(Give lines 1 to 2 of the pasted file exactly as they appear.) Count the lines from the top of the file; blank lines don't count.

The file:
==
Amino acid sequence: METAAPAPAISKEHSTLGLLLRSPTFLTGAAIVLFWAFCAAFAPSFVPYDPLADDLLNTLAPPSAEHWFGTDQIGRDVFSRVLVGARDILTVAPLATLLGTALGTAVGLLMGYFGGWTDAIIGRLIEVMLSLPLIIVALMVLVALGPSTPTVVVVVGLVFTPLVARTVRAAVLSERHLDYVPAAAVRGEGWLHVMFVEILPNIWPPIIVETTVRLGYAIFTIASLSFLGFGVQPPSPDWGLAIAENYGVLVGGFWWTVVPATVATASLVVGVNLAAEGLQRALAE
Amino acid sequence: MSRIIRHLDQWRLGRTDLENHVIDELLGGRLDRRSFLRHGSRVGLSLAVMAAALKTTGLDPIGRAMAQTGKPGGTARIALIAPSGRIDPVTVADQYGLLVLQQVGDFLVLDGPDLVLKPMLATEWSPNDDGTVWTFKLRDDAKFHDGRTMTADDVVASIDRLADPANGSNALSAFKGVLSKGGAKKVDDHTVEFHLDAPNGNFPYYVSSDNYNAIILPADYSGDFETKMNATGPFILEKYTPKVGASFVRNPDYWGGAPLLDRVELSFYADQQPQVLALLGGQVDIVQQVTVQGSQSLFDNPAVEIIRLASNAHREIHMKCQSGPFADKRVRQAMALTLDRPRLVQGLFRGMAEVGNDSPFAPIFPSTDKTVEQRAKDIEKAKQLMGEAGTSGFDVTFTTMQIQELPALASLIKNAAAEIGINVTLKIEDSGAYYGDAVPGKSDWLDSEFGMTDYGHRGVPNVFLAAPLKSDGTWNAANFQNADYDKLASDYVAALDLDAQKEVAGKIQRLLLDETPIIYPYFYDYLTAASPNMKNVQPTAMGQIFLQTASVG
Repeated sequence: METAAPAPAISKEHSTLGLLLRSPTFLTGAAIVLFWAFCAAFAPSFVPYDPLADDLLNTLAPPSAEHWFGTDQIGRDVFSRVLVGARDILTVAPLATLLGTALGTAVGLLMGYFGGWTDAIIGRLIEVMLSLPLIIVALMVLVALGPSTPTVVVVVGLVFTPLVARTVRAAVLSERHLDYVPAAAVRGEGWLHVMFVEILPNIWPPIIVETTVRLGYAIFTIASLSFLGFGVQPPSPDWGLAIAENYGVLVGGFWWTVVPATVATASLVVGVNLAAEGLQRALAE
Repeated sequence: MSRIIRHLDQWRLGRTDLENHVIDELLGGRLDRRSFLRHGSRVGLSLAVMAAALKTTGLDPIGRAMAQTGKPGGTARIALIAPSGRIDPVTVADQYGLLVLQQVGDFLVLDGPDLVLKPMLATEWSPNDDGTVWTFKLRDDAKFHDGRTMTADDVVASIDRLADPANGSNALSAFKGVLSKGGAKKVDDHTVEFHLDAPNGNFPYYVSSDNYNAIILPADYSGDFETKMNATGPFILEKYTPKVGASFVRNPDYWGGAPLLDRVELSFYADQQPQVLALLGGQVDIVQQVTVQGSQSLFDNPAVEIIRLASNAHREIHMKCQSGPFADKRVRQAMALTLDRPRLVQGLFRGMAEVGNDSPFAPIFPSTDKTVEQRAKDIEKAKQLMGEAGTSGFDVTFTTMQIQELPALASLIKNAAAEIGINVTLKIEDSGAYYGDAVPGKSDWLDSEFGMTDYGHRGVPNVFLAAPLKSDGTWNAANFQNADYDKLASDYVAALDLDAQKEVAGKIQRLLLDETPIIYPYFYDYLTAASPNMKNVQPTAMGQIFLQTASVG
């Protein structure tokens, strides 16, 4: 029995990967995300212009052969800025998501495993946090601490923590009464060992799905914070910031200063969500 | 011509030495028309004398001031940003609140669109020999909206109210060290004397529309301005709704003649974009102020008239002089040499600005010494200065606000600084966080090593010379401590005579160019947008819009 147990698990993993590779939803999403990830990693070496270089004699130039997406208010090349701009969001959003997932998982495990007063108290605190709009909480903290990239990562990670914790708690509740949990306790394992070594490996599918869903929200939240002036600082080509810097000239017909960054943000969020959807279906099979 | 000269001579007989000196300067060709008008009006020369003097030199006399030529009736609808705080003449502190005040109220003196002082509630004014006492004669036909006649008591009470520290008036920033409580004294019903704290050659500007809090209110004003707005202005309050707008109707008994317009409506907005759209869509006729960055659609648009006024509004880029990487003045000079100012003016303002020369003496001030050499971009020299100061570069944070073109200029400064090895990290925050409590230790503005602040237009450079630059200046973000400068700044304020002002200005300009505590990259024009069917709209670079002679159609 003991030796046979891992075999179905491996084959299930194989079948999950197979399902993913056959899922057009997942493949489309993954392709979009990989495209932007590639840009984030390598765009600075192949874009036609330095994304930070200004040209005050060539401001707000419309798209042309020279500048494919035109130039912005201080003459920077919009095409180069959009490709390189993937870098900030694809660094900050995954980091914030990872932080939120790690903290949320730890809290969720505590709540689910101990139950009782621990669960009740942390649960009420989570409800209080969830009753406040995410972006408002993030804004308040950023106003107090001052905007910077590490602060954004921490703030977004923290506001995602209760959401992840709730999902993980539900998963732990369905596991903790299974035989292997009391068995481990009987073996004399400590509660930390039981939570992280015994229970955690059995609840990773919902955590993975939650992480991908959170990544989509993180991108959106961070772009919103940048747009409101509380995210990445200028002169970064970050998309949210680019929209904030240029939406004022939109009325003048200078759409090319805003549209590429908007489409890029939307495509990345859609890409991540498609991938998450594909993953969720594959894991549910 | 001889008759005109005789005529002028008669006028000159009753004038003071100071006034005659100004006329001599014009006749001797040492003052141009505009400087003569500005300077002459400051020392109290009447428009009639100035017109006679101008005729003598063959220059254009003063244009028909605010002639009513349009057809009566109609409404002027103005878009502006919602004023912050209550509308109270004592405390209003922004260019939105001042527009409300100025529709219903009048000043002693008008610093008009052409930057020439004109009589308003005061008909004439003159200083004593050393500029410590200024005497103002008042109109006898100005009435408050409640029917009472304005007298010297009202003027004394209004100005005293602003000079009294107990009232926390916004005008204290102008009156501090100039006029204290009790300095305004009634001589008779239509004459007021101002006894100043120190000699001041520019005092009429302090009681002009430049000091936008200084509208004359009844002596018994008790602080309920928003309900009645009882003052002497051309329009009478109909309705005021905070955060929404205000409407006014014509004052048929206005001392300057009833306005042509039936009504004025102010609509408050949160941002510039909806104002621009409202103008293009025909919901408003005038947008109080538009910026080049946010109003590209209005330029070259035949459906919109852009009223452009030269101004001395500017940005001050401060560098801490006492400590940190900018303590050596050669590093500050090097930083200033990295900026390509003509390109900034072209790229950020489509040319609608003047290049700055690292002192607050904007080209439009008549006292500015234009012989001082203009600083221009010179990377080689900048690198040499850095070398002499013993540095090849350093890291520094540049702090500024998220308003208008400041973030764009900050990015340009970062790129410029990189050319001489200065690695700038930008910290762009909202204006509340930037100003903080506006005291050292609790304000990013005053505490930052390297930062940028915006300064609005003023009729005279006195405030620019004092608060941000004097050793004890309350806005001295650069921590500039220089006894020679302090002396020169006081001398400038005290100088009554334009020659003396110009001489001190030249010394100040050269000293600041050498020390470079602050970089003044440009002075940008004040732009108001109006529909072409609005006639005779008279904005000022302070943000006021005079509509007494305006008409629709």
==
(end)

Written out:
Amino acid sequence: METAAPAPAISKEHSTLGLLLRSPTFLTGAAIVLFWAFCAAFAPSFVPYDPLADDLLNTLAPPSAEHWFGTDQIGRDVFSRVLVGARDILTVAPLATLLGTALGTAVGLLMGYFGGWTDAIIGRLIEVMLSLPLIIVALMVLVALGPSTPTVVVVVGLVFTPLVARTVRAAVLSERHLDYVPAAAVRGEGWLHVMFVEILPNIWPPIIVETTVRLGYAIFTIASLSFLGFGVQPPSPDWGLAIAENYGVLVGGFWWTVVPATVATASLVVGVNLAAEGLQRALAE
Amino acid sequence: MSRIIRHLDQWRLGRTDLENHVIDELLGGRLDRRSFLRHGSRVGLSLAVMAAALKTTGLDPIGRAMAQTGKPGGTARIALIAPSGRIDPVTVADQYGLLVLQQVGDFLVLDGPDLVLKPMLATEWSPNDDGTVWTFKLRDDAKFHDGRTMTADDVVASIDRLADPANGSNALSAFKGVLSKGGAKKVDDHTVEFHLDAPNGNFPYYVSSDNYNAIILPADYSGDFETKMNATGPFILEKYTPKVGASFVRNPDYWGGAPLLDRVELSFYADQQPQVLALLGGQVDIVQQVTVQGSQSLFDNPAVEIIRLASNAHREIHMKCQSGPFADKRVRQAMALTLDRPRLVQGLFRGMAEVGNDSPFAPIFPSTDKTVEQRAKDIEKAKQLMGEAGTSGFDVTFTTMQIQELPALASLIKNAAAEIGINVTLKIEDSGAYYGDAVPGKSDWLDSEFGMTDYGHRGVPNVFLAAPLKSDGTWNAANFQNADYDKLASDYVAALDLDAQKEVAGKIQRLLLDETPIIYPYFYDYLTAASPNMKNVQPTAMGQIFLQTASVG